As to the future, HCS Superintendent Cindy Elsberry gave the school board a budget projection for 2011-12, anticipating at least a $17 million shortfall and no revenue increases. The projection included cuts in programs such as fine arts, athletics, career and technical courses, and scholars courses, which board member Harvey Eisner, District 1, called "heart-wrenching concerns."
The Georgetown County School District is working with about $3.6 million less for this school year, said Superintendent Randy Dozier.
Dozier said that cut translated to the loss of one or two teaching positions and about a dozen support personnel positions.
He said about 80 percent to 90 percent of the district's $68.3 million budget is for personnel costs such as salaries and health care.
"You're really talking about people when you're trying to balance the budget," he said.
But he said those people are crucial to the district meeting state and national standards.
"That's what really hurts the most," he said. "The standards to improve haven't changed, they've gotten tougher."
But Dozier said the 2011-12 budget year will be even harder for the district, with the loss of stimulus money.
"Next year we're looking at another $3.5 million cut," he said. "We're trying to come up with a plan."
He said balancing next year's budget is going to involve some tough choices for the district.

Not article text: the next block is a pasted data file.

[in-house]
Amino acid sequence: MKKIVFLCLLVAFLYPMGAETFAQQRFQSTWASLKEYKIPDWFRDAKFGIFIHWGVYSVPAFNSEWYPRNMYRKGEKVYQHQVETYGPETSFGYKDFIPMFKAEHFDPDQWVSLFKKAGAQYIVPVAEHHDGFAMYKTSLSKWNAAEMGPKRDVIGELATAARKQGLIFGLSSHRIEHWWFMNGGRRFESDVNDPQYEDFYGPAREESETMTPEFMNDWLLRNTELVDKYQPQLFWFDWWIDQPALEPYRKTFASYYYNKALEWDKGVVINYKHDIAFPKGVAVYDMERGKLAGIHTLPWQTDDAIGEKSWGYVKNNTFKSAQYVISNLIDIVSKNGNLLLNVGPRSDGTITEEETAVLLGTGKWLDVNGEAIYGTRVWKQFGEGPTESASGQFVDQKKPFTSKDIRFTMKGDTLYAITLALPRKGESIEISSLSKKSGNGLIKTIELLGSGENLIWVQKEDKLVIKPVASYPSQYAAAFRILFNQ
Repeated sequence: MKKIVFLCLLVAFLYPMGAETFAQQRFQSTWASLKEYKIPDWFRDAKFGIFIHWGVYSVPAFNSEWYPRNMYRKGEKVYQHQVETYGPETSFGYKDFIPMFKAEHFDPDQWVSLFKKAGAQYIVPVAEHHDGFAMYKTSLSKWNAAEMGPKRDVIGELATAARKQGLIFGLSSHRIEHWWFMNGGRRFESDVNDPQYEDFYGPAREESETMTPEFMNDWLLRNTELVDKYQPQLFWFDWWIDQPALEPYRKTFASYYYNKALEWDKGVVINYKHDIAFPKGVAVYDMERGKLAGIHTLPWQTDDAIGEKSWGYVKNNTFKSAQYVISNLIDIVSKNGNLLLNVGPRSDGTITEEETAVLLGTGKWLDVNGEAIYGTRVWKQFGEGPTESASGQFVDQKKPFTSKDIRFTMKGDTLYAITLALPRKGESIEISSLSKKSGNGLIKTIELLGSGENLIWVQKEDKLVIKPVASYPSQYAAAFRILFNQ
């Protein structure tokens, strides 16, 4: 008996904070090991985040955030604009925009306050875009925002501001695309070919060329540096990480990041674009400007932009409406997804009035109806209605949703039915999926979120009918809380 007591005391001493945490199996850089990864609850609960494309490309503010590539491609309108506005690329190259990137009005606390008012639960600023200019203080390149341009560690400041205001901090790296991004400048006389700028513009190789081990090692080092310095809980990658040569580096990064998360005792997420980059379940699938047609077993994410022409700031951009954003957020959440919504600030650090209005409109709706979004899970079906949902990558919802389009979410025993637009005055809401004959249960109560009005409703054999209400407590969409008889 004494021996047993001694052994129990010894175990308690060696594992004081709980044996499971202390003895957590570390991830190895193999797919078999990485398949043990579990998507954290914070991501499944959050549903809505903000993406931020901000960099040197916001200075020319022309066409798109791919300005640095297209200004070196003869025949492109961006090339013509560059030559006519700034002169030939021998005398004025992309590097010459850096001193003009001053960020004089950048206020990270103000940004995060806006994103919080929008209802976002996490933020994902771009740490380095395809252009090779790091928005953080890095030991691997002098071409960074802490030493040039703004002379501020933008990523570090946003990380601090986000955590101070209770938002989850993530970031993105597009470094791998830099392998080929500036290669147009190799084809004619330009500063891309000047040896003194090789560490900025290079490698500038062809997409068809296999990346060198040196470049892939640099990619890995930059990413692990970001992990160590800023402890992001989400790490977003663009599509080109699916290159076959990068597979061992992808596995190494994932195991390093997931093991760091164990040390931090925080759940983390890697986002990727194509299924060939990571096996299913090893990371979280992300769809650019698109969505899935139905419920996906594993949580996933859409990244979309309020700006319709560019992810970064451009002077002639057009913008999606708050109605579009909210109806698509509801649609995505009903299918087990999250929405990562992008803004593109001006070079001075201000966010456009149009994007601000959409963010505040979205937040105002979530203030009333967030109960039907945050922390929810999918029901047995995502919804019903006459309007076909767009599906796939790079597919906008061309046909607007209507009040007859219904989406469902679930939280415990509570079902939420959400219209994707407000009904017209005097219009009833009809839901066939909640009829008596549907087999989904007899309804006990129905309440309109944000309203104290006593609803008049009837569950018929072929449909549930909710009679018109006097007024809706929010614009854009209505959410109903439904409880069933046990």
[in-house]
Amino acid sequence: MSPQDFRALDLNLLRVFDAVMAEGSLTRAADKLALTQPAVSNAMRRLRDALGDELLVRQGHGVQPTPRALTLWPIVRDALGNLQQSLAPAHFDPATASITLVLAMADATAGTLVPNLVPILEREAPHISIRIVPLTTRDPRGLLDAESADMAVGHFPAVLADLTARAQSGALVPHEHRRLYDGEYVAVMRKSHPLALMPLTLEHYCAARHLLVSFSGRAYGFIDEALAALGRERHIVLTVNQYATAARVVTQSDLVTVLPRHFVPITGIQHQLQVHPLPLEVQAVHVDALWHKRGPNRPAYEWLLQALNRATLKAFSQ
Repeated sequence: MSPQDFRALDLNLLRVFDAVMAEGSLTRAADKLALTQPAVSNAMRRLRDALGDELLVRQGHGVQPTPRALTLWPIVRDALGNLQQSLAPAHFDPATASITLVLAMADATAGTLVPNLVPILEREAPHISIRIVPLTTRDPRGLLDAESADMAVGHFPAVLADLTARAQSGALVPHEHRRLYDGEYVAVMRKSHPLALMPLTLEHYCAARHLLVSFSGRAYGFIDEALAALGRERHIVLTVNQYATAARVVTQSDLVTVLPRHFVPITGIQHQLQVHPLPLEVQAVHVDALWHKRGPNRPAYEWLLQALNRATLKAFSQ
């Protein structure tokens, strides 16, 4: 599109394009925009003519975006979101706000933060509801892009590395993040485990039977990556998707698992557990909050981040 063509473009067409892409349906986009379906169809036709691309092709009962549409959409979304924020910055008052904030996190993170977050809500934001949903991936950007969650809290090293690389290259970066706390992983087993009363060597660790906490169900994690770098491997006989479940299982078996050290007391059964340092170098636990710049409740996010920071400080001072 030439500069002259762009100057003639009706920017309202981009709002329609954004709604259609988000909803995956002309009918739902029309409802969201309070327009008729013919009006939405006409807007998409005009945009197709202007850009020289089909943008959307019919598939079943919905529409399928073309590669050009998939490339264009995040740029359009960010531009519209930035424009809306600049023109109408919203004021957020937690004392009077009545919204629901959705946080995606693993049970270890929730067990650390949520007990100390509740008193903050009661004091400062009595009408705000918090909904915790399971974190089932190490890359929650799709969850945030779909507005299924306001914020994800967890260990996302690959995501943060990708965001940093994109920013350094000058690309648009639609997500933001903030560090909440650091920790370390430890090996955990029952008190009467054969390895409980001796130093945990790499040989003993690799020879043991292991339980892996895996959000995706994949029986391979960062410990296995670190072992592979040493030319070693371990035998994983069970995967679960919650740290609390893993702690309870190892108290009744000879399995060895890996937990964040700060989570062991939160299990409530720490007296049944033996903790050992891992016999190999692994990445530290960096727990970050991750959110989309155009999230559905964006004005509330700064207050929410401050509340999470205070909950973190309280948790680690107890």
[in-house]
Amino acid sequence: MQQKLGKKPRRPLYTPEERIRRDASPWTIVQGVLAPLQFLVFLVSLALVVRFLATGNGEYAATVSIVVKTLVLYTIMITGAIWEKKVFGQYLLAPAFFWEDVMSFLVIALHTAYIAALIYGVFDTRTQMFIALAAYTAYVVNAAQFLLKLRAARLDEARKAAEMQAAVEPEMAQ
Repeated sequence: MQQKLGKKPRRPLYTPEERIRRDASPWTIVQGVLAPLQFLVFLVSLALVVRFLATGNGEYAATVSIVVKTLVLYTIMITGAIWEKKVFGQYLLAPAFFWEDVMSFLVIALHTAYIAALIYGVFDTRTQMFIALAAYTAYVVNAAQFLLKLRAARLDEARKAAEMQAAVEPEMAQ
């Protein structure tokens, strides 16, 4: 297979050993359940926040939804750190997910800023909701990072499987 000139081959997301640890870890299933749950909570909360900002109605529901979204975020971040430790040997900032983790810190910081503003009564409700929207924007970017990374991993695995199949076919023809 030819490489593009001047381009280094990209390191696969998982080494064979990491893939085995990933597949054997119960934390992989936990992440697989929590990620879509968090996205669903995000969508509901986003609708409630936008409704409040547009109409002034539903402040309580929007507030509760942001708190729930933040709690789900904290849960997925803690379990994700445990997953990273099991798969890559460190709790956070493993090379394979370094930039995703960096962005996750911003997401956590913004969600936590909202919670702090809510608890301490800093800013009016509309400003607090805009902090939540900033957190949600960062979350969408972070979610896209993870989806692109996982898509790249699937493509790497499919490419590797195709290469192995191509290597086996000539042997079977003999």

"We've cut everything we can cut," he said.
He pointed out that the district did not tap into its reserves this past year, but may have to next year. He also said the district may have to increase class sizes.
"We've stayed away from that," Dozier said, but he said increasing classes by one student would mean saving $1 million. But he also attributes this past year's progress in meeting educational standards to smaller class sizes and directed teaching.
"You hate to lose that progress because of budget cuts," he said. "Next year's a big bump."
Brunswick County, N.C.
Brunswick County schools' $110 million budget took a $2.5 million hit this fiscal year, matching last year's drop in revenue, said Freyja Cahill, finance director for the school system.
The budget, finalized Aug. 3, appropriates $2.5 million from the system's fund balance to make it through the year, again matching last year's action. But this year Cahill is almost certain it will be needed. While the money was appropriated for the 2009-10 fiscal year, it ultimately wasn't needed.
But there will be cuts in expenses this fiscal year, as well, Cahill said.
The system has eliminated 14 vacant jobs and started the transition of pre-kindergarten classes from the public schools to private educators. Three pre-K classes will remain in northern Brunswick schools because no private classes are available for the students.
Additionally, Cahill said the middle school transition program has been repurposed to a 9th Grade Academy, which will be at Brunswick County Academy.
Cahill said that as yet there is no information to suggest the system might undergo the same kinds of cuts in state funding during the upcoming school year as it did in the last school year. If that happens, Cahill said the Brunswick system still has about $5.5 million in its fund balance to fill in any as yet unforeseen gaps.
The real problem, if it materializes, will come during the fiscal year that begins July 1, 2011, Cahill said.
This fiscal year, the system is funding 147 professional and support staff positions through what is left from stimulus funds. They could be at risk next year if no money comes to pay the salaries.
Steve Jones and Gina Vasselli contributed to this report.